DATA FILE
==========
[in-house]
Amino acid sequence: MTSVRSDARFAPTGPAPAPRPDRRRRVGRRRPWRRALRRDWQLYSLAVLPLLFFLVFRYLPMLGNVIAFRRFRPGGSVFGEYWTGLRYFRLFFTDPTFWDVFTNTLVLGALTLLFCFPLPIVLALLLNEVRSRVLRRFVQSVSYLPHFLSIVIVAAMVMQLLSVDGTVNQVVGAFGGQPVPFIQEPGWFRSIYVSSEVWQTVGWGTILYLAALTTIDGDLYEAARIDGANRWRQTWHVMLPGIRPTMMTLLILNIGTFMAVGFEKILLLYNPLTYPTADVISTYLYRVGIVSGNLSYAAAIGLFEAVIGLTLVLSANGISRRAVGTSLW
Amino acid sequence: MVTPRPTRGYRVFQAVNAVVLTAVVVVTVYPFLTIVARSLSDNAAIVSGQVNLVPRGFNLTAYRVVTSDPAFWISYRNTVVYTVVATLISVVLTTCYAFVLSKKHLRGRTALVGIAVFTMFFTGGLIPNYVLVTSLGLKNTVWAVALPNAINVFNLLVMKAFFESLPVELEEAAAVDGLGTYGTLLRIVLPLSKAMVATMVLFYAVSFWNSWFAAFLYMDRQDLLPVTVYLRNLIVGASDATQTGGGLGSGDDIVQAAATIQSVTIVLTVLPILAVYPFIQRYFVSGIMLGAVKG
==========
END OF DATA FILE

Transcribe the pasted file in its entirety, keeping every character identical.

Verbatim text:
[in-house]
Amino acid sequence: MTSVRSDARFAPTGPAPAPRPDRRRRVGRRRPWRRALRRDWQLYSLAVLPLLFFLVFRYLPMLGNVIAFRRFRPGGSVFGEYWTGLRYFRLFFTDPTFWDVFTNTLVLGALTLLFCFPLPIVLALLLNEVRSRVLRRFVQSVSYLPHFLSIVIVAAMVMQLLSVDGTVNQVVGAFGGQPVPFIQEPGWFRSIYVSSEVWQTVGWGTILYLAALTTIDGDLYEAARIDGANRWRQTWHVMLPGIRPTMMTLLILNIGTFMAVGFEKILLLYNPLTYPTADVISTYLYRVGIVSGNLSYAAAIGLFEAVIGLTLVLSANGISRRAVGTSLW
Amino acid sequence: MVTPRPTRGYRVFQAVNAVVLTAVVVVTVYPFLTIVARSLSDNAAIVSGQVNLVPRGFNLTAYRVVTSDPAFWISYRNTVVYTVVATLISVVLTTCYAFVLSKKHLRGRTALVGIAVFTMFFTGGLIPNYVLVTSLGLKNTVWAVALPNAINVFNLLVMKAFFESLPVELEEAAAVDGLGTYGTLLRIVLPLSKAMVATMVLFYAVSFWNSWFAAFLYMDRQDLLPVTVYLRNLIVGASDATQTGGGLGSGDDIVQAAATIQSVTIVLTVLPILAVYPFIQRYFVSGIMLGAVKG